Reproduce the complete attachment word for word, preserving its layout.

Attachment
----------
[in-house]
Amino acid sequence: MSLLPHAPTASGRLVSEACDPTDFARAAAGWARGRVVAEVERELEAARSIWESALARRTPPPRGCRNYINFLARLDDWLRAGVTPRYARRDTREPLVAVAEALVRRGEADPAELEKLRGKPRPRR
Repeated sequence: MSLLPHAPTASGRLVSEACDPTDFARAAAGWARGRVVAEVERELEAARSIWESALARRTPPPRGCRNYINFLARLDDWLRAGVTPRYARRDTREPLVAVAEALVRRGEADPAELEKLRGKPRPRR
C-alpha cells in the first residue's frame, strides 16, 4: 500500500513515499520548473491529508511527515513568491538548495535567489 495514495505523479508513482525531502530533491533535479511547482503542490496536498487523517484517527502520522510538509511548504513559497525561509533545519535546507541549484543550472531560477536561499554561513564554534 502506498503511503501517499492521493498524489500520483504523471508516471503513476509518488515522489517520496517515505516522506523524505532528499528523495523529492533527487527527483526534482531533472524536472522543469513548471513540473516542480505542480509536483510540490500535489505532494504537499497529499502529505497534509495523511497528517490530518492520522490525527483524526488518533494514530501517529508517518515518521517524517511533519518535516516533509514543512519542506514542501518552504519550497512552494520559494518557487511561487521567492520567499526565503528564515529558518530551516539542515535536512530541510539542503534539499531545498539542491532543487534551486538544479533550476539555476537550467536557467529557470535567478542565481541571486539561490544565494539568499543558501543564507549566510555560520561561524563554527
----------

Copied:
[in-house]
Amino acid sequence: MSLLPHAPTASGRLVSEACDPTDFARAAAGWARGRVVAEVERELEAARSIWESALARRTPPPRGCRNYINFLARLDDWLRAGVTPRYARRDTREPLVAVAEALVRRGEADPAELEKLRGKPRPRR
Repeated sequence: MSLLPHAPTASGRLVSEACDPTDFARAAAGWARGRVVAEVERELEAARSIWESALARRTPPPRGCRNYINFLARLDDWLRAGVTPRYARRDTREPLVAVAEALVRRGEADPAELEKLRGKPRPRR
C-alpha cells in the first residue's frame, strides 16, 4: 500500500513515499520548473491529508511527515513568491538548495535567489 495514495505523479508513482525531502530533491533535479511547482503542490496536498487523517484517527502520522510538509511548504513559497525561509533545519535546507541549484543550472531560477536561499554561513564554534 502506498503511503501517499492521493498524489500520483504523471508516471503513476509518488515522489517520496517515505516522506523524505532528499528523495523529492533527487527527483526534482531533472524536472522543469513548471513540473516542480505542480509536483510540490500535489505532494504537499497529499502529505497534509495523511497528517490530518492520522490525527483524526488518533494514530501517529508517518515518521517524517511533519518535516516533509514543512519542506514542501518552504519550497512552494520559494518557487511561487521567492520567499526565503528564515529558518530551516539542515535536512530541510539542503534539499531545498539542491532543487534551486538544479533550476539555476537550467536557467529557470535567478542565481541571486539561490544565494539568499543558501543564507549566510555560520561561524563554527